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Instructional Materials

Districts participating in the LSC selected mathematics/science instructional materials consistent with their state and district standards. Many of these materials were produced in the form of modules or kits. LSC professional development sessions typically revolved around helping teachers to explore and implement the new materials. Mathematics and science content was integrated within and throughout the summer and school year sessions.

As a result of professional development experiences, teachers were more likely to use the designated instructional materials in the classroom (Heck & Crawford, 2004b). Both the extent of teacher participation in LSC professional development and the use of the district-designated instructional materials were associated with higher evaluator ratings of lesson quality (Bowes & Banilower, 2004).

Use of District-Designated Instructional Materials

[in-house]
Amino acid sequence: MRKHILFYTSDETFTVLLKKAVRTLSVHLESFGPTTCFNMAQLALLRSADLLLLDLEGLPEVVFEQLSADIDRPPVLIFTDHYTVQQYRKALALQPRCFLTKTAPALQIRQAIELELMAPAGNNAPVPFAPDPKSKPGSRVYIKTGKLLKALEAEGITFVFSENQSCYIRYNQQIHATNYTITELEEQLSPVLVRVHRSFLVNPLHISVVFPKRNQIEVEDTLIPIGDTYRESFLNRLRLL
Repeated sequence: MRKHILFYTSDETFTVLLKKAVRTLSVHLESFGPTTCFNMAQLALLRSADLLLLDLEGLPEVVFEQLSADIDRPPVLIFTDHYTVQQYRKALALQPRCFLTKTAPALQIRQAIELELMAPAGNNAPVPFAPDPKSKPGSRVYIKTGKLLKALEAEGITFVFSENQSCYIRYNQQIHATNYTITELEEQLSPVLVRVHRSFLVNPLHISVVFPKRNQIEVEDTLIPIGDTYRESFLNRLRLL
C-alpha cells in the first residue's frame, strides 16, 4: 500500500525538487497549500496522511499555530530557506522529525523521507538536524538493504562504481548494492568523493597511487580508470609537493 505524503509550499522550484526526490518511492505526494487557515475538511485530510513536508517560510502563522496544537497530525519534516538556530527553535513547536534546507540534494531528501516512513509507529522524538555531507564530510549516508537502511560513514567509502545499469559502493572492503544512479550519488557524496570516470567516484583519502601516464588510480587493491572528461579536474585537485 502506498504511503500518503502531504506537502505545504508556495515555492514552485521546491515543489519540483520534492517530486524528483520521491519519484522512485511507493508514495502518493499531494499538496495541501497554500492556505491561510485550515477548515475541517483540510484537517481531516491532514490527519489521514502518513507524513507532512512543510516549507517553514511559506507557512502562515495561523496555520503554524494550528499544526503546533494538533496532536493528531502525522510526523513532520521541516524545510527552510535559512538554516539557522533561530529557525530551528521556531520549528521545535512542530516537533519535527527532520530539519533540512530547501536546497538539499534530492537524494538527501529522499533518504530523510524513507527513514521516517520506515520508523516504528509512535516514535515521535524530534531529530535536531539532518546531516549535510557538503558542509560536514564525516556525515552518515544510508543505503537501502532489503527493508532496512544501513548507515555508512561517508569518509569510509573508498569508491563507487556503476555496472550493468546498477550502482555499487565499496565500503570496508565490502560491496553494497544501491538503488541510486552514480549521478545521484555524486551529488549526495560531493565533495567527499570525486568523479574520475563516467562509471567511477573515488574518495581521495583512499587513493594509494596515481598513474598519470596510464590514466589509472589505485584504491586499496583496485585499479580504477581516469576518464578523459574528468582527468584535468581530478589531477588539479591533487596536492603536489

by Extent of Preparation in LSC Professional Development

Use of District-Designated Instructional Materials

Findings from the core evaluation reinforce the LSC program's emphasis on having teachers implement instructional materials as they were originally designed. The more closely the lesson adhered to the instructions provided in the teacher's manual, the more likely the lesson was to be rated effective. Lessons modified by teachers rarely received high ratings. Findings were significant for both mathematics and science lessons.

Predicted Probability of a Lesson Being Highly Rated,
by Hours of LSC Professional Development and Adherence to the District-Designated Instructional Materials


Overall Lesson Quality by Hours of Professional Development and Adherence to Materials Design

The LSC Capstone Report: Lessons from a Decade of Mathematics and Science Reform
(PDF) [354 KB]